Commissioner Kelly has failed to use his office to ensure that diversity is of paramount importance to the missions and goals of the NYC Police Department.  Although he has made a few ceremonial promotions, he has not used his discretionary powers to appoint qualified African-Americans to policy making positions.  Although civil service controls the manner in which a member of service is promoted in the rank structure, it does not control how the Commissioner uses his discretionary powers to appoint Unit heads and Deputy Commissioners.  Ranking Black members have also been kept out of the planning, implementation and operations of prestigious projects such as the Republican National Convention and proposed upcoming Olympics.  On paper Blacks have been indicated as being part of these committees, but in practice they are left out of the planning and implementation stages.  These assignments offer a vast amount of opportunity to network and expand one’s technological abilities. 

Commissioner Kelly has failed to continuously send a Black representative to the prestigious Police Management Institute.  The course has been offered to those members who are chosen to eventually serve in the higher executive command structure.  Under Commissioner Kerik two Blacks were chosen to attend during one cycle.  Under Commissioner Kelly, no Blacks were chosen for the previous cycle.  It was not until reports of this review were to be released that his administration decided in the final hours to send one Black Executive representative during the current cycle.    

In the area of patrol assignments Commissioner Kelly has not assigned one Black ranking member to the role of Borough Commander.  The only Black female Captain on patrol has not been designated to become an Executive Officer which is historically a prerequisite to becoming a Precinct Commanding Officer.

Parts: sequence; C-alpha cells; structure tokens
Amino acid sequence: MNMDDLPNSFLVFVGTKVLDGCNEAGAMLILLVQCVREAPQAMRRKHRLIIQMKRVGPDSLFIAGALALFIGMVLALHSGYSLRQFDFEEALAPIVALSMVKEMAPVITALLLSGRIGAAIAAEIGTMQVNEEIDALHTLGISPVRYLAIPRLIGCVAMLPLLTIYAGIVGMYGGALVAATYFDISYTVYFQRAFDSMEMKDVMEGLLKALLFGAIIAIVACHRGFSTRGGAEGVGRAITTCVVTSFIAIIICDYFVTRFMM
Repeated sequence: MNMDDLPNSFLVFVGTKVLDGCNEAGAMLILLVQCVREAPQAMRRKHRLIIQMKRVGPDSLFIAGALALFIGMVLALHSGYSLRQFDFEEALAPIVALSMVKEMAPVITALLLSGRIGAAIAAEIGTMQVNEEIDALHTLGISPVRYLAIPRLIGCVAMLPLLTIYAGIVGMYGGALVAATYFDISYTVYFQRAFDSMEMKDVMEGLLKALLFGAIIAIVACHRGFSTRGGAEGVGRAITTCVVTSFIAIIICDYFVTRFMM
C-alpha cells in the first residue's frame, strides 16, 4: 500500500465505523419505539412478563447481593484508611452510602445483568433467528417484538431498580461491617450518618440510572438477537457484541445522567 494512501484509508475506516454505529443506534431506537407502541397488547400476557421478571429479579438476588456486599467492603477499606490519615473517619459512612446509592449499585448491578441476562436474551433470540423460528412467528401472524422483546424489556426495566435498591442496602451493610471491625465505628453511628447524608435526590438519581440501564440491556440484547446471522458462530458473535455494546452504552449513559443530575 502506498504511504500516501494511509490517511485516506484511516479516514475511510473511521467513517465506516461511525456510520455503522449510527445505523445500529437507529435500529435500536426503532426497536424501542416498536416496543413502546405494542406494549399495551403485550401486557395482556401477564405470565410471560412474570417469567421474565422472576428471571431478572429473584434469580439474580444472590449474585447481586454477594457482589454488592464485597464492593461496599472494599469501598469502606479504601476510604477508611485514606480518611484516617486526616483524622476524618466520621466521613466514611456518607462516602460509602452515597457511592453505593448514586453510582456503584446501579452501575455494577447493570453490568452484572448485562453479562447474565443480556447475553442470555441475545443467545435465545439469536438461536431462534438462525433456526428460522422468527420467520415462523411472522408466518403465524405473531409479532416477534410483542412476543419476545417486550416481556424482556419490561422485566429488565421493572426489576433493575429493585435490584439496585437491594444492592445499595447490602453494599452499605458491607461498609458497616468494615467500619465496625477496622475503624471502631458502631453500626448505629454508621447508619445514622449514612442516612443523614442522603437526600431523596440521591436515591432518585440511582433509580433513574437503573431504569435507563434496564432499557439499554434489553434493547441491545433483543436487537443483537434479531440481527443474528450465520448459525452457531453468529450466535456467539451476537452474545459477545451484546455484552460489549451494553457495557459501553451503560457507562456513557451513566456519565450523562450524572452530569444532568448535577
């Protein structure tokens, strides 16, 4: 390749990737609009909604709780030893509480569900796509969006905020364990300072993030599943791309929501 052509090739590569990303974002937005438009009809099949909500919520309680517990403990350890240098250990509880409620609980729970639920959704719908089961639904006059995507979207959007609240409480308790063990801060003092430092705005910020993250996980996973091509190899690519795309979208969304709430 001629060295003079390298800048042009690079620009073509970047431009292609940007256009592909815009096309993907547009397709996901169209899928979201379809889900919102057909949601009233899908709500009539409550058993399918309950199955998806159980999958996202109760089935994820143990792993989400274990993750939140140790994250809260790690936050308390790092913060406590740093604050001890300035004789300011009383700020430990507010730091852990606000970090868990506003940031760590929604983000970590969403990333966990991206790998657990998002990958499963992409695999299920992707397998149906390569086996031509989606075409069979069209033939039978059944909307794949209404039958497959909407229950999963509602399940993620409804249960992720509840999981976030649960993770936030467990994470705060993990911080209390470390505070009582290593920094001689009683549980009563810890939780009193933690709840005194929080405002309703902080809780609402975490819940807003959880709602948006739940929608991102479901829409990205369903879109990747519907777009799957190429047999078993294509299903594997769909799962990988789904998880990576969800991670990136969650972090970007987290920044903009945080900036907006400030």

The effect of Commissioner Kelly's lack of inclusion is also felt in agencies that were absorbed by the NYC Police Department.  During his two years in office he has placed mid level white male police supervisors over the black ranking members of the Traffic Enforcement Division. 

Detectives assigned as undercovers to the Narcotics and Firearms unit are not issued grade promotions in comparison to the level of danger that their assignments bring.  After the deaths of Detective Rodney Andrews and Detective James Nemorin left the front pages of the daily tabloids, Commissioner Kelly returned to business as usual of having officers of color doing the most dangerous assignments with the least rewards.  Although Blacks make up a significant number of detectives they are not represented in the managerial level of the Detective Bureau.  In the entire city, there are only two Black Squad Commanders out of the 76 Precinct Detective Squads.

The most telling area of Commissioner Kelly’s lack of concern for future improvement in diversifying the ranks of the police department is in his decision to terminate examination established promotion eligibility every two years.  This will have a disproportionate impact on the future of Black supervisors.  He made this decision without any empirical data that shows the cancellation of examination based eligibility will benefit the police department's supervisory ranks.  When Commissioner Kelly was questioned about the lack of precinct commanders, he responded by stating “the root of the issue is that some officers are not studying for advancement.  The department has only 11 black officers at the rank of captain or above.  I urge anyone in the department to study for promotion.  We just don't have enough minorities now."